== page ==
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Master’s Degree Programs in Criminal Law Overview

Majors Overview November 3, 2015

Those interested in criminal procedure, criminology, and due process should look into Master of Science in Criminal Justice (M.S.C.J.) degree programs.

Master’s Programs in Criminal Law

Those who seek criminal law training without earning a Master of Laws (LL.M.) or Juris Doctor (J.D.) could benefit from enrolling in a Master of Science in Criminal Justice (M.S.C.J.) program. The emphasis of these programs is on criminal justice theory, research, and law enforcement administration. Lawyers, law enforcement professionals, and paralegals with a bachelor’s degree are common in this program.

Criminal justice students learn about tracking and analyzing statistical patterns in law enforcement and using this knowledge to gain a grasp of causal relationships in criminology. They also learn about the application of this knowledge in formulating public policies.

Concentrations in counseling or public administration are available in some programs. The counseling option is available to students who seek a career in rehabilitation or corrections. Students currently employed in law enforcement and those seeking career enhancement as attorneys may choose the public administration option. Students who pursue either option and seek continuing education through a doctoral degree should opt for a graduate degree with a thesis track.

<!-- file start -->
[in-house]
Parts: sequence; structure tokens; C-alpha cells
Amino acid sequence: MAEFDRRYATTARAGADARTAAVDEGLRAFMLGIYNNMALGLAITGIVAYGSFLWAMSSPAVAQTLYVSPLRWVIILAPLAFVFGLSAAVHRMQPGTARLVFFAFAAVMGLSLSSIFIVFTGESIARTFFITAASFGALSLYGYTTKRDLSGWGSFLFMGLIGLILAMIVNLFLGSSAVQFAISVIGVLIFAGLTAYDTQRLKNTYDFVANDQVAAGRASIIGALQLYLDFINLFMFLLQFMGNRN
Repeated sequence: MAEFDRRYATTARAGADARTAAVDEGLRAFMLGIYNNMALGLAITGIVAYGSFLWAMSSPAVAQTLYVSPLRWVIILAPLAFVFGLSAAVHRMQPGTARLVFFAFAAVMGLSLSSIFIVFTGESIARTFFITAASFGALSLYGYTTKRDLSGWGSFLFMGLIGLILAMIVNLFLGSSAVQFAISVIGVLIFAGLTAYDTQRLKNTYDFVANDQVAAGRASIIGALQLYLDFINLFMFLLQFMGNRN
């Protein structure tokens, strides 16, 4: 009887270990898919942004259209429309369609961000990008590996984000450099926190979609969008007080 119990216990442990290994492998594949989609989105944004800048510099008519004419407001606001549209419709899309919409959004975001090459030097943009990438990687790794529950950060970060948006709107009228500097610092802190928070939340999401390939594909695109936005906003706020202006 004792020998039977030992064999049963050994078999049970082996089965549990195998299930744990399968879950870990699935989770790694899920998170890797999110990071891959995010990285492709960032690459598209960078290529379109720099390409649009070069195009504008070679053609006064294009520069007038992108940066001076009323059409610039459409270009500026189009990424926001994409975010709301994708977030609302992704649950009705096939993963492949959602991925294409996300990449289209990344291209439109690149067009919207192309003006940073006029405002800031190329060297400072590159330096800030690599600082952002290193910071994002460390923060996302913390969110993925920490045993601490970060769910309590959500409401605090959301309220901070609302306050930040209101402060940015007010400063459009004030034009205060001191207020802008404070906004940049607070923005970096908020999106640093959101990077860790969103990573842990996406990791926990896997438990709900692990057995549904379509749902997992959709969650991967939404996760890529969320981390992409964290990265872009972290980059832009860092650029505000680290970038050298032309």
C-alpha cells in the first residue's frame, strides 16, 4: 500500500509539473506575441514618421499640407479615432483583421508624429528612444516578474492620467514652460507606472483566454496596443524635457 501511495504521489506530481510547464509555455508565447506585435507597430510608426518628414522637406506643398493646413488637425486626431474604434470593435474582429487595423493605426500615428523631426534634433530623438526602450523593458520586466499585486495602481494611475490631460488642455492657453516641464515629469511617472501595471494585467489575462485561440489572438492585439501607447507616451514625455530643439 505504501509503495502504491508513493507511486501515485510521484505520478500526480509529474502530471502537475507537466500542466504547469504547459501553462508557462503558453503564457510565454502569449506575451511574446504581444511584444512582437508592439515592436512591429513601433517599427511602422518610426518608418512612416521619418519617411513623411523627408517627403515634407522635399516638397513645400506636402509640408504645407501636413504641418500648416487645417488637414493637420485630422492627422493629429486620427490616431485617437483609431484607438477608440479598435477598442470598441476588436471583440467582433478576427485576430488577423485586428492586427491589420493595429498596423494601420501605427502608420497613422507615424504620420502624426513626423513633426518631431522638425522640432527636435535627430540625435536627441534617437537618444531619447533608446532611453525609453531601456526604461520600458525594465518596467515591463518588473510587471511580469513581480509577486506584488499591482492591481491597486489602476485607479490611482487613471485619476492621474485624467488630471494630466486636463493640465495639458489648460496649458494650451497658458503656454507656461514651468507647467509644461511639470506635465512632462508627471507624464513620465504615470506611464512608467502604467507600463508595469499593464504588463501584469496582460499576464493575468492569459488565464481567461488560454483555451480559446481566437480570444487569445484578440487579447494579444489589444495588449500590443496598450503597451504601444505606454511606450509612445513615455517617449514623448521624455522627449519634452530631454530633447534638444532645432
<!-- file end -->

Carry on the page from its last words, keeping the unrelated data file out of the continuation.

Program coursework incorporates interdisciplinary aspects of criminal law, including corrections, nonprofit management, and public policy. Research skills and critical thinking are also developed with core coursework that covers subject areas such as:

•Criminal procedure
•Law enforcement
•Juvenile Justice
•Statistical research
•Police investigations
•Constitutional law

Job and Wage Outlook

Two-year or four-year degree programs accredited by the National Association of Legal Assistants (NALA) or the American Bar Association (ABA) are usually completed by paralegals before they enter their field.

In 2012, paralegals and legal assistants brought in an average annual wage of $46,990 (U.S. Bureau of Labor Statistics). Over the 2012 – 2022 decade, these professionals are expected to see a job growth of 17%. The growth is due to the increasing trend among employers to use paralegals to complete more tasks that lawyers had traditionally handled in the past.

In 2012, lawyers earned $113,530 per annum, on average (BLS). Nearly every state has made earning a 4-year undergraduate degree, completing an ABA-accredited 3-year law school program and passage of the bar exam in the state mandatory for aspiring lawyers who wish to become practicing attorneys. In a few states, such as California, graduates of a state-approved law school without ABA-accreditation are allowed to sit for the bar. Over the 2012 – 2022 decade, lawyers are expected to see a 10% job growth (BLS).

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